Backspin: Spieth is going through what might be the first slump of his career, mainly with his short game. His best finish this year is ninth at Kapalua and Riviera, and he has yet to finish closer than five shots of the lead. He’ll find out what kind of magic the Masters holds for him. In four previous starts, he has been runner-up twice, won in 2015 and tied for 11th last year.


Age: 47.

Country: United States.

World ranking: 18.

Worldwide wins: 46.

Majors: Masters (2004, 2006, 2010), British Open (2013), PGA Championship (2005).

Masters moment: Leaping an estimated 13 inches into the air when he made an 18-foot birdie putt on the final hole for his first major.

Backspin: Mickelson has a history of playing Augusta National well at any age, though he has lost some of his consistency. In the last five years, he was runner-up to Jordan Spieth in 2015 but finished out of the top 20 the other four times. He has not broken 70 in a major since the final round of the 2016 PGA Championship.


Age: 24.

Country: United States.

World ranking: 2.

Worldwide wins: 8.

Majors: PGA Championship (2017).

Masters moment: Earning his first crystal by making eagle on the par-5 13th hole in the fourth round last year.

Backspin: He is playing as well as anyone, with a victory in the Honda Classic, a playoff loss in Mexico and a semifinal loss in the Match Play. His first two trips to the Masters have been ordinary. Thomas made the cut both times but has yet to break 70.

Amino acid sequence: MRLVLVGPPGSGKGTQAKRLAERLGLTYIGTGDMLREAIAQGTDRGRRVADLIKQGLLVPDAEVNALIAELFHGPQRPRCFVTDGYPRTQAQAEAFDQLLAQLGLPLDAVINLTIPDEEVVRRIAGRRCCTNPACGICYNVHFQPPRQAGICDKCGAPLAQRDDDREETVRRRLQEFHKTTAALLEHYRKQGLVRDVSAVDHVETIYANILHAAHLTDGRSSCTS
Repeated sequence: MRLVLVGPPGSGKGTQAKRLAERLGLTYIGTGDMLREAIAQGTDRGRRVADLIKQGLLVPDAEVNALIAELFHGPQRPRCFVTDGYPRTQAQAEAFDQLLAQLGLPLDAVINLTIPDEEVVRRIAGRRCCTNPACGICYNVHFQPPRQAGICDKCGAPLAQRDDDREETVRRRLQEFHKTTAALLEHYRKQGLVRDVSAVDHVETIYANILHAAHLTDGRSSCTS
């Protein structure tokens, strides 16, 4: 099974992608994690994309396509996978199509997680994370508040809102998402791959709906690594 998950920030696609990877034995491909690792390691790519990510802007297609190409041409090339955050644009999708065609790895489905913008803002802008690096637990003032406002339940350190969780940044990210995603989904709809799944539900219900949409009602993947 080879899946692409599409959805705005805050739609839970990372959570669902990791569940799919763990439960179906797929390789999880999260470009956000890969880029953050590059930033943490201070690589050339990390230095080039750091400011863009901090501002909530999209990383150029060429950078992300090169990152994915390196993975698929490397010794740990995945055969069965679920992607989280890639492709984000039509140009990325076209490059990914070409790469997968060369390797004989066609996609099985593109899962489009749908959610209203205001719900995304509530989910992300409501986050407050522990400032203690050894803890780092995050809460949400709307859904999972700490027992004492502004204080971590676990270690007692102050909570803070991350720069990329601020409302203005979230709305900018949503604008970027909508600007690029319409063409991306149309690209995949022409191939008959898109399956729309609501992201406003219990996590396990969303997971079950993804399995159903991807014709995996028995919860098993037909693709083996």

Age: 37.

Country: England.

World ranking: 5.

Worldwide wins: 19.

Majors: U.S. Open (2013).

Masters moment: Losing in a playoff to Sergio Garcia last year.

Backspin: Rose had three chances to really close out a victory last year when he missed putts on the 13th, 17th and 18th holes. It was his second runner-up finish in three years, so he knows the course. His long game is the envy of many. His success lies in making putts on the back nine Sunday.


Age: 38.

Country: Spain.

World ranking: 9.

Worldwide wins: 28.

Majors: Masters (2017).

Masters moment: Pounding his fist on the 18th green after making birdie to win in a playoff last year over Justin Rose for his first major.

Backspin: Garcia went 70 majors as a pro before winning his first major and hasn’t finished in the top 20 since then. He returns to Augusta National as a father, with his wife having given birth to a daughter they named Azalea three weeks ago. Perhaps the confidence of winning will inspire him to another green jacket.


Age: 29.

Country: United States.

World ranking: 8.

Worldwide wins: 8.

Majors: None.

Masters moment: Being asked not to wear his cap backward at Augusta National his first year in 2011.